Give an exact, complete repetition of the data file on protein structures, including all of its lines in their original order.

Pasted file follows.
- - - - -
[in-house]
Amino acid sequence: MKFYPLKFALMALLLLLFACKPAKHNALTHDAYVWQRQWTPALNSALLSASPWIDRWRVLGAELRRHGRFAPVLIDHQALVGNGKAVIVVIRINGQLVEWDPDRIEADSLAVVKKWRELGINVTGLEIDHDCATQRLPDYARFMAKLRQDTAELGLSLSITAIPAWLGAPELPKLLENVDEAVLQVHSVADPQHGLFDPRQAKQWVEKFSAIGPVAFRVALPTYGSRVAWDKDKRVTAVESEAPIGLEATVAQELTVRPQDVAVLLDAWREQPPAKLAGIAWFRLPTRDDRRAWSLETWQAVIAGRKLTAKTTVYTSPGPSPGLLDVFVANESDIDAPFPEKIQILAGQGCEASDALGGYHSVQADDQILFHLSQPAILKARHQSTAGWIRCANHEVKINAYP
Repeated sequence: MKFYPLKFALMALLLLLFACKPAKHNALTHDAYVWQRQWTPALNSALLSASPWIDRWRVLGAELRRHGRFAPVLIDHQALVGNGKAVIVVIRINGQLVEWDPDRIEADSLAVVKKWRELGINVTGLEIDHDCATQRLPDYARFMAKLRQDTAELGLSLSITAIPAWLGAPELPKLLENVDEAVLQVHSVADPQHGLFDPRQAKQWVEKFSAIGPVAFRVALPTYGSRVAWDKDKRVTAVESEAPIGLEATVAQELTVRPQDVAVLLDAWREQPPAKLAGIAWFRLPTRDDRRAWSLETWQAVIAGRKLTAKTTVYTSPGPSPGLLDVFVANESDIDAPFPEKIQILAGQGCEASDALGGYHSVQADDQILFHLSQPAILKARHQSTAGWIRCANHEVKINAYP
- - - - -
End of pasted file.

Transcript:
[in-house]
Amino acid sequence: MKFYPLKFALMALLLLLFACKPAKHNALTHDAYVWQRQWTPALNSALLSASPWIDRWRVLGAELRRHGRFAPVLIDHQALVGNGKAVIVVIRINGQLVEWDPDRIEADSLAVVKKWRELGINVTGLEIDHDCATQRLPDYARFMAKLRQDTAELGLSLSITAIPAWLGAPELPKLLENVDEAVLQVHSVADPQHGLFDPRQAKQWVEKFSAIGPVAFRVALPTYGSRVAWDKDKRVTAVESEAPIGLEATVAQELTVRPQDVAVLLDAWREQPPAKLAGIAWFRLPTRDDRRAWSLETWQAVIAGRKLTAKTTVYTSPGPSPGLLDVFVANESDIDAPFPEKIQILAGQGCEASDALGGYHSVQADDQILFHLSQPAILKARHQSTAGWIRCANHEVKINAYP
Repeated sequence: MKFYPLKFALMALLLLLFACKPAKHNALTHDAYVWQRQWTPALNSALLSASPWIDRWRVLGAELRRHGRFAPVLIDHQALVGNGKAVIVVIRINGQLVEWDPDRIEADSLAVVKKWRELGINVTGLEIDHDCATQRLPDYARFMAKLRQDTAELGLSLSITAIPAWLGAPELPKLLENVDEAVLQVHSVADPQHGLFDPRQAKQWVEKFSAIGPVAFRVALPTYGSRVAWDKDKRVTAVESEAPIGLEATVAQELTVRPQDVAVLLDAWREQPPAKLAGIAWFRLPTRDDRRAWSLETWQAVIAGRKLTAKTTVYTSPGPSPGLLDVFVANESDIDAPFPEKIQILAGQGCEASDALGGYHSVQADDQILFHLSQPAILKARHQSTAGWIRCANHEVKINAYP